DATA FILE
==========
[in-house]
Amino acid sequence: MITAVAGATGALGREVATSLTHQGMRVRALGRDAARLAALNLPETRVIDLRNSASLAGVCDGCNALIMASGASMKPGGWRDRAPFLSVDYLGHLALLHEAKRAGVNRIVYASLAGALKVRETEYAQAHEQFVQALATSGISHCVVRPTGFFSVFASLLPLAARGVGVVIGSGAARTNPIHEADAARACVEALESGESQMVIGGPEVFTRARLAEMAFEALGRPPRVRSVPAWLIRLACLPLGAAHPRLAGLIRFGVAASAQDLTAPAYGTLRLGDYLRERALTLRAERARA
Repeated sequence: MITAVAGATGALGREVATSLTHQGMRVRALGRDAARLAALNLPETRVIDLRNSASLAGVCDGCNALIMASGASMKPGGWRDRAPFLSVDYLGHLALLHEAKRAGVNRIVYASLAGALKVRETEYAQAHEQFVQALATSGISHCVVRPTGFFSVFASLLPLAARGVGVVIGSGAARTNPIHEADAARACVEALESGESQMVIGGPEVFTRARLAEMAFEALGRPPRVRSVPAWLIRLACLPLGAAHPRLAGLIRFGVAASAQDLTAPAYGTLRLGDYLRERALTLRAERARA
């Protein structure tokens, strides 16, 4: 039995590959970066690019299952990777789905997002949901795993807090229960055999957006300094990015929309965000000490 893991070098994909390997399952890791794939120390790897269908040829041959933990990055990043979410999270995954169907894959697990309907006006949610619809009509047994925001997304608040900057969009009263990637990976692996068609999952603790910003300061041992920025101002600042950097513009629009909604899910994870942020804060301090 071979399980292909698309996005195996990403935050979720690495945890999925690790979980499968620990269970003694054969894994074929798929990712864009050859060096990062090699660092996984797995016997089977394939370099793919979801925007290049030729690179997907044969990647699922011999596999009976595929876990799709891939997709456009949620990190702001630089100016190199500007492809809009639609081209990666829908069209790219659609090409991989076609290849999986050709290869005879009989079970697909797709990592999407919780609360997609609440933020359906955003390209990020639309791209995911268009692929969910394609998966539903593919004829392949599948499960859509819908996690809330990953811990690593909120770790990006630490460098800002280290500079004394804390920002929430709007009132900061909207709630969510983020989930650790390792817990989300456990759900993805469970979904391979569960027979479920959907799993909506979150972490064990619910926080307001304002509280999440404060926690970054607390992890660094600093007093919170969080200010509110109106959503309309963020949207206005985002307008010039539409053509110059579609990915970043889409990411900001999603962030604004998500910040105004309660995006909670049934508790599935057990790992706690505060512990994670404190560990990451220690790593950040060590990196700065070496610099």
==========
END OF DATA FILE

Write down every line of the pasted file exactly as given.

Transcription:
[in-house]
Amino acid sequence: MITAVAGATGALGREVATSLTHQGMRVRALGRDAARLAALNLPETRVIDLRNSASLAGVCDGCNALIMASGASMKPGGWRDRAPFLSVDYLGHLALLHEAKRAGVNRIVYASLAGALKVRETEYAQAHEQFVQALATSGISHCVVRPTGFFSVFASLLPLAARGVGVVIGSGAARTNPIHEADAARACVEALESGESQMVIGGPEVFTRARLAEMAFEALGRPPRVRSVPAWLIRLACLPLGAAHPRLAGLIRFGVAASAQDLTAPAYGTLRLGDYLRERALTLRAERARA
Repeated sequence: MITAVAGATGALGREVATSLTHQGMRVRALGRDAARLAALNLPETRVIDLRNSASLAGVCDGCNALIMASGASMKPGGWRDRAPFLSVDYLGHLALLHEAKRAGVNRIVYASLAGALKVRETEYAQAHEQFVQALATSGISHCVVRPTGFFSVFASLLPLAARGVGVVIGSGAARTNPIHEADAARACVEALESGESQMVIGGPEVFTRARLAEMAFEALGRPPRVRSVPAWLIRLACLPLGAAHPRLAGLIRFGVAASAQDLTAPAYGTLRLGDYLRERALTLRAERARA
């Protein structure tokens, strides 16, 4: 039995590959970066690019299952990777789905997002949901795993807090229960055999957006300094990015929309965000000490 893991070098994909390997399952890791794939120390790897269908040829041959933990990055990043979410999270995954169907894959697990309907006006949610619809009509047994925001997304608040900057969009009263990637990976692996068609999952603790910003300061041992920025101002600042950097513009629009909604899910994870942020804060301090 071979399980292909698309996005195996990403935050979720690495945890999925690790979980499968620990269970003694054969894994074929798929990712864009050859060096990062090699660092996984797995016997089977394939370099793919979801925007290049030729690179997907044969990647699922011999596999009976595929876990799709891939997709456009949620990190702001630089100016190199500007492809809009639609081209990666829908069209790219659609090409991989076609290849999986050709290869005879009989079970697909797709990592999407919780609360997609609440933020359906955003390209990020639309791209995911268009692929969910394609998966539903593919004829392949599948499960859509819908996690809330990953811990690593909120770790990006630490460098800002280290500079004394804390920002929430709007009132900061909207709630969510983020989930650790390792817990989300456990759900993805469970979904391979569960027979479920959907799993909506979150972490064990619910926080307001304002509280999440404060926690970054607390992890660094600093007093919170969080200010509110109106959503309309963020949207206005985002307008010039539409053509110059579609990915970043889409990411900001999603962030604004998500910040105004309660995006909670049934508790599935057990790992706690505060512990994670404190560990990451220690790593950040060590990196700065070496610099």